By Cecil Scaglione
Jim Thorpe PA— Rolling along the country roads in this northeastern pocket of the Keystone State is akin to central Italy, where there’s a town with its own version of history crowns every hill.
Jim Thorpe is no exception. The all-round all-America athlete after whom this town is named was not born here, did not attend school here, and there is no evidence he ever set foot or even drove past here.
Yet this Gateway to the Poconos, which proclaims to be one of the nation’s prettiest towns, owes its survival to the Oklahoma-born Olympic champion who, when the King of Sweden handed him his pentathlon and decathlon medals at the 1912 Stockholm Games and proclaimed him “the greatest athlete in the world,” said “Thanks, King.”
The settlement was known as Mauch Chunk and East Mauch Chunk until the 1950s.
The community had blazed through its heyday of coal and railroad expansion and was existing on those fumes of its fame when Thorpe died in 1953. His widow, disappointed and disgusted when Oklahoma movers and shakers refused to establish a memorial to their renowned native son, stole his remains from the undertaker and began shopping around for a place that would welcome them.
Mauch Chunk leaders heard of her efforts and, desperate for new lifeblood, agreed to build a memorial for her late husband and rename their town after him. They even had some soil dug up from the Stockholm Olympic Stadium and used it to form a small mound below his monument.
Visitors who pop into this forest-girdled community mid-way between Wilkes Barre and Allentown and wish to visit the man’s memorial head through downtown across the
Lehigh River and continue about a mile to a small park at the north end of town.
If they park in the lot beside the train station that debouched passengers into the heart of the commercial zone, they’re more likely to see Molly Maguires Pub and Steakhouse, a benign reminder that this is where four members of the infamous group involved in a bloody mining war were found guilty of murder and hanged in the mid-1870s.
A more-comfortable memory of the community’s salad days is housed the Asa Packer Mansion perched high on a hill overlooking the town. Packer started out as an apprentice carpenter who opened a store in Mauch Chunk while operating a boat yard that made vessels for transporting coal along the Lehigh Canal. This led him into the mining industry and, eventually, railroading.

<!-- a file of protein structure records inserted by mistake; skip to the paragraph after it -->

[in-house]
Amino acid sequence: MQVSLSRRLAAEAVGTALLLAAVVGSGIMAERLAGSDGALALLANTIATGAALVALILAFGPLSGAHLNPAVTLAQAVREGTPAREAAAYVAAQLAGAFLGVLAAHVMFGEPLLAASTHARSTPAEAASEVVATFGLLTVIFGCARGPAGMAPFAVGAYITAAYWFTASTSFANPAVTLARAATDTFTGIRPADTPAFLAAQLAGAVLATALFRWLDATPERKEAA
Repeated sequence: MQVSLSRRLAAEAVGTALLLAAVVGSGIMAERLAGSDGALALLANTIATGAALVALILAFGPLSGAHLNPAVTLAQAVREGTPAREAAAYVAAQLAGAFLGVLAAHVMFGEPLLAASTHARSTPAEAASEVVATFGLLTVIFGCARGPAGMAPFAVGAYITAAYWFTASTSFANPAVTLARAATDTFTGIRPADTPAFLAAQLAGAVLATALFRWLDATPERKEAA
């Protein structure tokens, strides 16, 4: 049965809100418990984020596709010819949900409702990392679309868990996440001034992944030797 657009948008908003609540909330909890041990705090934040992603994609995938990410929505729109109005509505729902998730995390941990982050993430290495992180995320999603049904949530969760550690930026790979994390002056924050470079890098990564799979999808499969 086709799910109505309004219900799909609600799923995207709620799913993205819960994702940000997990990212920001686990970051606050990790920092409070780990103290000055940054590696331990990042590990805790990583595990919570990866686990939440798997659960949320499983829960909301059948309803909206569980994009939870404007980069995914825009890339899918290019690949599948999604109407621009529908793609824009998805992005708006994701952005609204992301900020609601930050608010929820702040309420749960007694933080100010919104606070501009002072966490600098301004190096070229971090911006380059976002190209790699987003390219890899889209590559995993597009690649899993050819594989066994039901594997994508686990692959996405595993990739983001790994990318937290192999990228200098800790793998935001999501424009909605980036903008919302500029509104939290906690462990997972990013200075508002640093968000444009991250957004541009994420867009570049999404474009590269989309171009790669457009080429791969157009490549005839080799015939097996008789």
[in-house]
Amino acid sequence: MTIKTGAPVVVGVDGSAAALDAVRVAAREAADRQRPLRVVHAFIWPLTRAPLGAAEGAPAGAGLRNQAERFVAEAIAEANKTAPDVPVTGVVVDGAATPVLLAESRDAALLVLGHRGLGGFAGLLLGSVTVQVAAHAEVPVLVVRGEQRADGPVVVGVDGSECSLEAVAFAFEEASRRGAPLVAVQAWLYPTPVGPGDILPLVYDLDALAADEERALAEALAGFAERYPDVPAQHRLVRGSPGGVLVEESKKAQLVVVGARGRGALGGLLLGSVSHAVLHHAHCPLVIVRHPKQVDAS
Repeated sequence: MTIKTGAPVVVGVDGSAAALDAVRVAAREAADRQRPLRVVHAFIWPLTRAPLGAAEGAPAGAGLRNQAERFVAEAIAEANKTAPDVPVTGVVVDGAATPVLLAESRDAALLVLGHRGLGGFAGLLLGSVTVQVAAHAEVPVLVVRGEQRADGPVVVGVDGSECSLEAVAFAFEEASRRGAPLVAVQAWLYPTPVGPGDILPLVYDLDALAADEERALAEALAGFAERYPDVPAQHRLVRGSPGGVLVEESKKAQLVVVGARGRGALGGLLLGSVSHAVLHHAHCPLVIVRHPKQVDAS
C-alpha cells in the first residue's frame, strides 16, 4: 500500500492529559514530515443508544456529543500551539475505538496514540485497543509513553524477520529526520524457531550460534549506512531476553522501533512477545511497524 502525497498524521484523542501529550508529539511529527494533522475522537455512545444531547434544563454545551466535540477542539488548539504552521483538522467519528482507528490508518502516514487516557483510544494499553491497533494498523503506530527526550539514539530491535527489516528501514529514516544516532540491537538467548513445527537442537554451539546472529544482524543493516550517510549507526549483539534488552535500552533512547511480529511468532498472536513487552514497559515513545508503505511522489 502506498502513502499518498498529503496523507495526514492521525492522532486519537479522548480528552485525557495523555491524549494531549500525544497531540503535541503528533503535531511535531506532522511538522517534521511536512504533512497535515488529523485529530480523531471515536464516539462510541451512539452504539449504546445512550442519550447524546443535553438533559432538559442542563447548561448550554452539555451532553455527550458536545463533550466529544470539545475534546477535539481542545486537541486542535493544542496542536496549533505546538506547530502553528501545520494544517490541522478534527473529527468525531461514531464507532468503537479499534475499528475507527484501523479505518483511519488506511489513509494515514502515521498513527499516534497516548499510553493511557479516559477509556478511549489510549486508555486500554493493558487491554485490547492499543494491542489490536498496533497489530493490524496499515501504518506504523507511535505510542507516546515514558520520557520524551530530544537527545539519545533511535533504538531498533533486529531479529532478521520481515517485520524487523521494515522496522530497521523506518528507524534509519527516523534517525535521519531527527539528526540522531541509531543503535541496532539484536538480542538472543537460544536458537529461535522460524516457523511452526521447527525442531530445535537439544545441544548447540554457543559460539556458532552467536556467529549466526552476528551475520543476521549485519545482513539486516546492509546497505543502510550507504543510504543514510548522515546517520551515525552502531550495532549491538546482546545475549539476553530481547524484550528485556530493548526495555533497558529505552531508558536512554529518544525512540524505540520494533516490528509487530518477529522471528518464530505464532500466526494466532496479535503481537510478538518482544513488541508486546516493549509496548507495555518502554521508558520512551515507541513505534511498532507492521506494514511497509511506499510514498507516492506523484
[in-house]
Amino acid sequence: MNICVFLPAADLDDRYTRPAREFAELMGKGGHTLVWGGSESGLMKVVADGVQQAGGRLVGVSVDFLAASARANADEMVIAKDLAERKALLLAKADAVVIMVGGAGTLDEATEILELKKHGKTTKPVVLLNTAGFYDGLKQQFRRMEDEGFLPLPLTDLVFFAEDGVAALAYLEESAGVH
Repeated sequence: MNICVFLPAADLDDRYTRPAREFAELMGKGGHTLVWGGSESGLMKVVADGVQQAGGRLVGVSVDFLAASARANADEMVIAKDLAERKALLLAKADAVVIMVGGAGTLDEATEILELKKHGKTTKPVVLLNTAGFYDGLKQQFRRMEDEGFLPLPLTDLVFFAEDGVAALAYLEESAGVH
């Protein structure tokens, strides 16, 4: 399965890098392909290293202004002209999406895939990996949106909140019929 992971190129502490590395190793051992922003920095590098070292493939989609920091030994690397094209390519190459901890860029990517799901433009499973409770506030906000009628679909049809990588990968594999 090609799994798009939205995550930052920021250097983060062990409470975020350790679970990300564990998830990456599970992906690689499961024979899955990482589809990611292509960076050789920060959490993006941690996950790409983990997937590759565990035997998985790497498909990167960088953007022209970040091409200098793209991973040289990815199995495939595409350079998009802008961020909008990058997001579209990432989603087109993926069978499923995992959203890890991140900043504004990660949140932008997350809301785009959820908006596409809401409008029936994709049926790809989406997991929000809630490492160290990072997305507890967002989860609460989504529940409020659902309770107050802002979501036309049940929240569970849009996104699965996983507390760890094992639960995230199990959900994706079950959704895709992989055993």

His Lehigh Valley Railroad eventually reached out to the Jersey shore. When he died in 1879, his estate was valued at $54 million.
The comfort of his life as an industrialist, congressman, candidate for governor, presidential nominee, and judge are on view for tours of the Victorian building that peers over the town to St. Mark’s Episcopal Church straddling a hill on the other side of town. Packer was instrumental in having this Gothic landmark built. Among its eye-catching features are two vibrant Tiffany windows. Today, the church has just a bit more than 30 members.
While coal and railroading are no longer major activities in and around the community, there is no lack of things to do. You can still take train rides through the Lehigh Gorge for the fun of it but kayaking and white-water rafting have replaced coal-barging on the Lehigh River.
You can pop into the Old Jail Museum and view the gallows where the Molly Maguires were executed.
Hiking and biking trails wind all around the surrounding hills and valleys and, for those with a yen for more, there are zip-lining sites scattered throughout the region. In winter, add skiing, snowboarding, and snowmobiling to your list of can-dos.
This section of northeastern Pennsylvania is peppered with small museums, nature centers and wineries. And should you feel fatigued and ready for food, there’ll be a saloon or pub close at hand to feast on a local Pennsylvania specialty.
Within an hour’s drive west are a couple of attractions that can keep you entertained for a few more hours.
Tucked into a sylvan saucer is Knoebels Amusement Resort where every member of the family will find some diversion ranging from camping to carnival rides to homemade ice cream. In nearby Pottsville is the Yuengling Brewery, the oldest continuously operating brewery in
America, that provides refreshing tours year round.
About Cecil Scaglione: Cecil is a former San Diego Union-Tribune writer and for a number of years has been a world traveler and writer and currently a syndicated columnist.